Michigan No-Fault Car Insurance Laws and Regulations #product #liability #insurance

#michigan auto insurance

Michigan No-Fault Car Insurance Laws and Regulations

We’ll explore what it means for Michigan to be a “no-fault” insurance state, and the types and amounts of insurance a Michigan driver is required to have on each vehicle.

After a car accident, you probably have questions about car insurance coverage. In this article, we’ll discuss key car insurance laws in Michigan, and how those laws affect drivers who need to file an auto insurance claim.  We’ll explain how Michigan’s “no-fault” car insurance system works, and the types and amounts of insurance a Michigan driver is required to have on each vehicle.

Michigan “No-Fault” Insurance Laws

In Michigan, auto insurance claims are governed by Michigan’s no-fault insurance law, one of the most comprehensive no-fault systems in the country. Basically, a “no-fault” system means that Michigan drivers involved in car accidents turn to their own insurance companies to pay claims and settle disputes, rather than filing a liability claim or lawsuit against another driver. In fact, Michigan’s no-fault auto insurance laws prevent drivers from filing lawsuits against each other based on a car accident, except in a few very specific situations.  We’ll look at these situations in-depth later on.

Minimum Michigan No-Fault Insurance Requirements

Drivers in Michigan are required to purchase no-fault insurance with the following minimum limits:

  • $20,000 per person hurt or killed in an accident;
  • $40,000 per accident in which more than one person is hurt or killed; and
  • $10,000 per accident for property damage.

These minimums are known among Michigan insurers as the “20-40-10” requirement.  A policy that meets only these minimum limits is often called a “personal liability/personal damages” or “PLPD” policy.  If you’re in an accident in Michigan and the other driver tells you, “I only have PLPD,” he means that he or she has a “bare-bones” policy — one that offers only the minimum coverage required by law.

What Does Michigan No-Fault Insurance Cover? 

When two Michigan-insured drivers get into a car accident, the no-fault laws tell them to file a claim with their own insurance companies first.  Every Michigan no-fault insurance policy is required to offer Personal Injury Protection, or PIP, which pays most or all of the insured’s injury-related costs. These include:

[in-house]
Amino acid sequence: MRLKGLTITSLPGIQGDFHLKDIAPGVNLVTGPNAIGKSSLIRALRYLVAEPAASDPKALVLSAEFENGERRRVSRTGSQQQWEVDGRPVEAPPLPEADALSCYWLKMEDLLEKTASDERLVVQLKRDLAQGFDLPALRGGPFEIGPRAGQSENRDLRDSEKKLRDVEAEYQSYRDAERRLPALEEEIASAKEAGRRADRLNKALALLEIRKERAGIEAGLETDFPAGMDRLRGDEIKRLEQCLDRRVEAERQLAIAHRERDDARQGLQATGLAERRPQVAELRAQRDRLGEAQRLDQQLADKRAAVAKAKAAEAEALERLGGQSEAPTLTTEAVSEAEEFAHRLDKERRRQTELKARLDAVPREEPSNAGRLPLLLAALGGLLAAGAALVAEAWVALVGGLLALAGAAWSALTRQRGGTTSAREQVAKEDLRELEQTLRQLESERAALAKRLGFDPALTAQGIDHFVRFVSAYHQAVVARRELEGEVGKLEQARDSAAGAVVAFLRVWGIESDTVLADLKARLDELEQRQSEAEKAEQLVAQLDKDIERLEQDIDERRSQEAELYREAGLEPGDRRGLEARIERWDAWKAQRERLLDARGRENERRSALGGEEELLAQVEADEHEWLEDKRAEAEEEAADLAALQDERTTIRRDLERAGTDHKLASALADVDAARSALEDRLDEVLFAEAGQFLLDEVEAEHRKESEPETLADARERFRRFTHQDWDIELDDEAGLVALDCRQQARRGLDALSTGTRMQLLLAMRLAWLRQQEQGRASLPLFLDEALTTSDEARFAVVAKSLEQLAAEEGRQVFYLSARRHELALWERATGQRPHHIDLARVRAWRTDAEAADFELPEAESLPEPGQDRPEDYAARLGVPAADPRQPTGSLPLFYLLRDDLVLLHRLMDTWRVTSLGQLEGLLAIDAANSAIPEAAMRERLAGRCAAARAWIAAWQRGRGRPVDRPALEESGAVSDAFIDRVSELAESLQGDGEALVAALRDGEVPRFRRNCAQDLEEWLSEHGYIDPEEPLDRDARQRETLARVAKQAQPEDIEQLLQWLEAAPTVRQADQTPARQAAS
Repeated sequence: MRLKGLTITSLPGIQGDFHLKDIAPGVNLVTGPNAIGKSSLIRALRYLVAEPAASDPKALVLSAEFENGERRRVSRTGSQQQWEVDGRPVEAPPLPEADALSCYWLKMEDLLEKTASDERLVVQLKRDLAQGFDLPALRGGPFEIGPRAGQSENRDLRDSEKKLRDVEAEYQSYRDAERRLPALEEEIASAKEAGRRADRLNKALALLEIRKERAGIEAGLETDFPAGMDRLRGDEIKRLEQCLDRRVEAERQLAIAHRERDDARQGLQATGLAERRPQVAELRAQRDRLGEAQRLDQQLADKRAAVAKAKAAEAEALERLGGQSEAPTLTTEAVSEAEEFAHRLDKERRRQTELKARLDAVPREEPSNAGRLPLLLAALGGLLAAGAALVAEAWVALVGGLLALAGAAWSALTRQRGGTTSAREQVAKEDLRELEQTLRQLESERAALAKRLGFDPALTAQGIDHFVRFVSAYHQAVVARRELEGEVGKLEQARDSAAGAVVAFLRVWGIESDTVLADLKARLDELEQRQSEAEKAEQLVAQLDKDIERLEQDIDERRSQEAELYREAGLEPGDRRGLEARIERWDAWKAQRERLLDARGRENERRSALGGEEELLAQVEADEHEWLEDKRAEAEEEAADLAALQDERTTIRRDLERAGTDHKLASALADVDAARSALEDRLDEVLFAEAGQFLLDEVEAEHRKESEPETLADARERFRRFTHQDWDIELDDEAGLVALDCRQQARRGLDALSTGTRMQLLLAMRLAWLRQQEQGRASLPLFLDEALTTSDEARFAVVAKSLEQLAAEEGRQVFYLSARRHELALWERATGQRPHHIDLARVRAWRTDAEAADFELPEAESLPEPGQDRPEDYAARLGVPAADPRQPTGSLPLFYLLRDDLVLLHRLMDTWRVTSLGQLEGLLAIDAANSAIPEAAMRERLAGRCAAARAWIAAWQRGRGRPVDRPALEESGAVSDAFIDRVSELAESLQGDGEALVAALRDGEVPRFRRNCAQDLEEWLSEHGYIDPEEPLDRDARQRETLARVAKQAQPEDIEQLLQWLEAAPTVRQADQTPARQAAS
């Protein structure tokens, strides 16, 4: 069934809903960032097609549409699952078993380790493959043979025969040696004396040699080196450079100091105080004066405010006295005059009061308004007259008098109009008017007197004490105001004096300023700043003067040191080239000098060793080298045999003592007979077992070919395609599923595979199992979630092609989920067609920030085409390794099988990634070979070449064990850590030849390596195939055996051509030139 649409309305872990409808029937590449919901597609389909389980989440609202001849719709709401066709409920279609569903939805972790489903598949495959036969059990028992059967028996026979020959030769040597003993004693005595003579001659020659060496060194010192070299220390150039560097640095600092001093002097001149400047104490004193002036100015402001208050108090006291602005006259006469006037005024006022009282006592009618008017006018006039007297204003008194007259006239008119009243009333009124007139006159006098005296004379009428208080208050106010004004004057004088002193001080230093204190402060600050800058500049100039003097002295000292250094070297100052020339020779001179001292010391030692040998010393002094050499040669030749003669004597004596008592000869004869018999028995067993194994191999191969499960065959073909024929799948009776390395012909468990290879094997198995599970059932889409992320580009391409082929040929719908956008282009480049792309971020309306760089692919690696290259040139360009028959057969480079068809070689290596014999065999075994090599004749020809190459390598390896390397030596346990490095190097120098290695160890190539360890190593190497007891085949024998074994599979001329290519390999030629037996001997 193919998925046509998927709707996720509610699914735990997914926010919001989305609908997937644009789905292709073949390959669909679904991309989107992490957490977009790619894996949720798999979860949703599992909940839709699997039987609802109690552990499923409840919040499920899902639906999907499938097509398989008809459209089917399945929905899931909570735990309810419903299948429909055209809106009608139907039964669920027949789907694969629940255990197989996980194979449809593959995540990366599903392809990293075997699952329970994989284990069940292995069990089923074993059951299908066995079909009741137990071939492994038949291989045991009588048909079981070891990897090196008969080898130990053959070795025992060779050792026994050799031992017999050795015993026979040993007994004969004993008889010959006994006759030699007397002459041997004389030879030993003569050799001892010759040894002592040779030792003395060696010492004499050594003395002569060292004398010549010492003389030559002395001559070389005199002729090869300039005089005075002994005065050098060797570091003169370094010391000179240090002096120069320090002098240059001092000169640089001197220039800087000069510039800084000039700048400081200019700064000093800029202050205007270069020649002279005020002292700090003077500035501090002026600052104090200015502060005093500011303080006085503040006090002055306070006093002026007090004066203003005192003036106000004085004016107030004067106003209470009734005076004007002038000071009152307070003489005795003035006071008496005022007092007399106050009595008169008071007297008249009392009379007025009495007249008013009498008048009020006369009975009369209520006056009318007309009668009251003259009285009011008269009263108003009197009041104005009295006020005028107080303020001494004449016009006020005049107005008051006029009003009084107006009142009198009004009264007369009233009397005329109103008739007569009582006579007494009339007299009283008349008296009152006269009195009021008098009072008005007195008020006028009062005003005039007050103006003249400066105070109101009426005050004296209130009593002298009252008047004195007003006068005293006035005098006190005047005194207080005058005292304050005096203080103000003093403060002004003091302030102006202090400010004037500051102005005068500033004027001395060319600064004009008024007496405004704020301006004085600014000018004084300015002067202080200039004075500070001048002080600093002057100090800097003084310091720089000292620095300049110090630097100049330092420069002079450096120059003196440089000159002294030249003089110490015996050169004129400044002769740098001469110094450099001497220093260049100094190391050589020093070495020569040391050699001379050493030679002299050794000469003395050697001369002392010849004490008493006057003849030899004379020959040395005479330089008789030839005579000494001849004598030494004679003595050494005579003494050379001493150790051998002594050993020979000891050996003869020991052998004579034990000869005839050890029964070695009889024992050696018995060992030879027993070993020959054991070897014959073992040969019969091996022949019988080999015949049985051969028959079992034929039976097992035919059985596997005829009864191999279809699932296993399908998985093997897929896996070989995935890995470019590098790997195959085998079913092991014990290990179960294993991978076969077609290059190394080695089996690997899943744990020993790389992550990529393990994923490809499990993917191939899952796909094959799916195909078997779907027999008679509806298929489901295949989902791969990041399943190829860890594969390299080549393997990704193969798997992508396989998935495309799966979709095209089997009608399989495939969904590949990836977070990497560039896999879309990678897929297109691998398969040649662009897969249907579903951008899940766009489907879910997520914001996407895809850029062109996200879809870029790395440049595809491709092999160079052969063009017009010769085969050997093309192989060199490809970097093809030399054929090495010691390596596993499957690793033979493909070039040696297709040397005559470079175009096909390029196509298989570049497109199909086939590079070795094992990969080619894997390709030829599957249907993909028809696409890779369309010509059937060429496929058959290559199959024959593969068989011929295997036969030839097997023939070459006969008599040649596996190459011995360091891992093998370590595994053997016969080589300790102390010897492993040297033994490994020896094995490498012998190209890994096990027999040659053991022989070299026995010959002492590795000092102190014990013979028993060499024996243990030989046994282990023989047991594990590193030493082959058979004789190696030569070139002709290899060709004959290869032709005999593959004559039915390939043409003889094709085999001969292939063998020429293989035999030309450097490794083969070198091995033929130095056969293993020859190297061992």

• all of the medical care costs related to the accident
  • up to 85 percent of any wages lost due to the injury, for up to three years, and
  • up to $20 per day for someone to take care of chores at home that the injured person can no longer do — like cooking, cleaning, child care, and yard work.

These benefits, however, are capped at a monthly total of $4,929 per month.  Therefore, if your medical costs are particularly high or you had a high-paying job before your accident, your insurance company may not be required to pay every dime you’ve lost, if some of that money would push your monthly benefits above the $4,929 limit.

No-fault insurance also covers up to $1,000,000 in property damage.  This is damage to a car, house, fence, or other personal or real property.  A minimum policy also offers at least $10,000 in coverage for damage to property that is not located in Michigan.

Finally, no-fault insurance covers “residual liability,” which refers to costs that come up when you’re in an accident with a non-Michigan driver, an uninsured driver, or an accident in another state.  It also offers coverage for costs if another driver sues you for an accident.

Michigan No-Fault Insurance and Lawsuits

Michigan’s no-fault insurance laws prohibit drivers from suing one another except in a few limited circumstances, such as when:

  • the accident caused someone to be killed, or resulted in serious impairment of a bodily function, or caused permanent and serious disfigurement
  • one of the drivers involved in the crash is a non-resident whose vehicle is not insured in Michigan
  • you are involved in an accident in another state, or
  • the suit is only for up to $500 in damage caused to another vehicle (the “mini-tort” provision).

The “20-40-10” liability limits apply to any damages you might be required to pay as the result of a lawsuit.  For example, if you were in a car accident that left the other driver paralyzed, and the other driver decided to sue you in court and won, your insurance would pay a minimum of $20,000 (or $40,000 if more than one person was injured) towards the judgment.

Additional Coverage

   Michigan no-fault insurance is not  required by law to cover any of the following:

  • repairs to your vehicle if it is hit by another vehicle (collision) or an object or animal (comprehensive);
  • residual liability above the 20-40-10 limits; or
  • the $500 “mini-tort” amount.

You may, however, purchase this additional coverage in Michigan if you want it.

Uninsured/Underinsured Motorist Coverage

Michigan does not require drivers to carry coverage in case they are hit by an uninsured or underinsured driver.  However, it is often a good idea to carry such coverage.  For more information on how uninsured/underinsured coverage works, read Uninsured Motorist Coverage: The Basics  and Underinsured Motorist Coverage: How It Works .

More Information on Car Insurance in Michigan

The Michigan Secretary of State offers several informational brochures on no-fault insurance coverage in Michigan, including A Consumer’s Guide to No-Fault Automobile Insurance in Michigan  and the Insurance Consumer Information Sheet .

Leave a Comment

Your email address will not be published. Required fields are marked *